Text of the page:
Arkansas Lawsuit Targets USDA’s Feedlot Waiver

Nathan Owens reported last week at the Arkansas Democrat Gazette Online that, “A group from Harrison is among the activists suing the U.S. Department of Agriculture over a 2016 exemption rule that allows ‘medium-sized’ feedlots and poultry farms, which can hold tens of thousands of animals, to sidestep the risk analysis process required of ‘large’ operations.

“The rule, court documents show, exempts certain poultry, pork, beef and dairy operations that apply for taxpayer-subsidized loans or loan guarantees from the usual process of public notice, public comment and federal oversight and has allowed for the establishment of dozens of ‘factory farms.’

“At least 100 medium concentrated animal feeding operations were approved for Arkansas from 2016 to 2017, according to USDA records cited in the complaint. The complaint was filed in U.S. District Court for the District of Columbia on Dec. 5. The defendants include the USDA and its Farm Service Agency, Secretary of Agriculture Sonny Perdue and Administrator Richard Fordyce.”

Mr. Owens noted that, “The plaintiffs — eight U.S. agricultural and environmental advocacy groups — allege that the Agriculture Department developed a rule ‘categorically excluding [Farm Service Agency] funding of medium-sized concentrated animal feeding operations from National Environmental Policy Act review.'”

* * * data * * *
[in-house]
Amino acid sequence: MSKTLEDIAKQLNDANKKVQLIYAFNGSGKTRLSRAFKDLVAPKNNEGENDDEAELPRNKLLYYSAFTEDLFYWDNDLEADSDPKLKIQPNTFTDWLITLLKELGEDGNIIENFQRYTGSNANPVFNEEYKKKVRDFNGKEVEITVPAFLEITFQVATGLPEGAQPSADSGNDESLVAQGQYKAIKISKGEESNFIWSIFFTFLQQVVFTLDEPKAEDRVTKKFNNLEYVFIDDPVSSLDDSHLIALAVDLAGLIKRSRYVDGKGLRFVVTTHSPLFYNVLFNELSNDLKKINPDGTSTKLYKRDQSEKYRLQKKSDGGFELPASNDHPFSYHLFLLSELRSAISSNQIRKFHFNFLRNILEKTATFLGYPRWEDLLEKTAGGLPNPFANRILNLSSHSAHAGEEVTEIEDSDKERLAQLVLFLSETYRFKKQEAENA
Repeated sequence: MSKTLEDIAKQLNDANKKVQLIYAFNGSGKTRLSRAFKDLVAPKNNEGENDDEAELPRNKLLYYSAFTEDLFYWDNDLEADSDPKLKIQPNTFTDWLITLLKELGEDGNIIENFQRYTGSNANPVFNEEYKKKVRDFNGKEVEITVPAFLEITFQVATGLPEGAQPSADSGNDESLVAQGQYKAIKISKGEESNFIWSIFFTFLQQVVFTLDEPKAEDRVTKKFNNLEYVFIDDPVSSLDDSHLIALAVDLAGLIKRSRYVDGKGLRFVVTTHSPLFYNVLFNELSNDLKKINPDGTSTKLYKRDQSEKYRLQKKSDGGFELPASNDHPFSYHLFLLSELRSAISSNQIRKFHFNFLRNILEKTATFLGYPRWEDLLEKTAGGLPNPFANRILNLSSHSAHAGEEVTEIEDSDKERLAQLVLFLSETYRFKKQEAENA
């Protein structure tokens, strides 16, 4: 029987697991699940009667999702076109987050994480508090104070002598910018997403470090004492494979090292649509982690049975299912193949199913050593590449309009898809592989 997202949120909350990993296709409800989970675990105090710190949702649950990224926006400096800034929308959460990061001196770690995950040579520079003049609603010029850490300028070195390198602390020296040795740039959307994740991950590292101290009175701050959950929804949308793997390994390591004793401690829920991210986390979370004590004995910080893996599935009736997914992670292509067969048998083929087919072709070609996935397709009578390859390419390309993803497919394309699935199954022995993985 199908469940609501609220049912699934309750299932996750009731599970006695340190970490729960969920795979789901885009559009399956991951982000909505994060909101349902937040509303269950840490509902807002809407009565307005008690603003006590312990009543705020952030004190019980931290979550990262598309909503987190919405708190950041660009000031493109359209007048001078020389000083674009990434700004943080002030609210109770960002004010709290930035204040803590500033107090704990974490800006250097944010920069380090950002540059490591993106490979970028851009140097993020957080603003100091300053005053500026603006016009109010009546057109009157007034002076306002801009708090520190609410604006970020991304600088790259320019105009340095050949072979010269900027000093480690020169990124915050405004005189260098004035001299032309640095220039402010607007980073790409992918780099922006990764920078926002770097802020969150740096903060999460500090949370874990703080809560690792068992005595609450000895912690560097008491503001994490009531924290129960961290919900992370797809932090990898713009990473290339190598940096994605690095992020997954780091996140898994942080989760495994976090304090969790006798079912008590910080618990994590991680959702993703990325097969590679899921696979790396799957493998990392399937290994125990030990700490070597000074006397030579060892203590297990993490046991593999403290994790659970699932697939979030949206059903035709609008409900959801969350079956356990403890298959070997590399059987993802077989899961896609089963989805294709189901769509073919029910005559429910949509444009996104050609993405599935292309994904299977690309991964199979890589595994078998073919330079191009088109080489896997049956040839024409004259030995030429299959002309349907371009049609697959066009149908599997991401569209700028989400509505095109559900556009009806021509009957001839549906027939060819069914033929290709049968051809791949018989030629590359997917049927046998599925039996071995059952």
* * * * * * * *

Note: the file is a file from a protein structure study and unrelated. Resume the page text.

The Arkansas Democrat Gazette article added that, “Before 2016, the USDA’s Farm Service Agency performed environmental analyses under an EPA act to assess the impact of government loans or loan guarantees on concentrated farm operations, before the loans or guarantees were approved. The farm agency would weigh the ‘negative externalities’ of the operations on nearby communities and then notify neighbors, farmers and other interested parties of the planned facility or expansion and the risks involved, so they could raise concerns ‘before the federal government disbursed funds,’ the complaint said. Risk assessments were conducted if an operation held at least 50,000 chickens, 27,500 turkeys, 1,250 pigs, 500 cattle or 350 dairy cows.

Under the current rule, medium concentrated animal feeding operations are exempt from the rule-making procedure, fast-tracking them for approval of federal loans or loan guarantees. The plaintiffs claim the Agriculture Department is in violation of federal clean air and water acts by allowing the rule’s exemption to stand.

Proponents argue the rule makes it easier for farmers to secure funding. Critics say the rule keeps residents in the dark until construction is underway. The plaintiffs contend that through the current rule the Farm Service Agency ‘now assumes these facilities have no environmental impact and exempts them entirely from analysis under [the National Environmental Policy Act].'”

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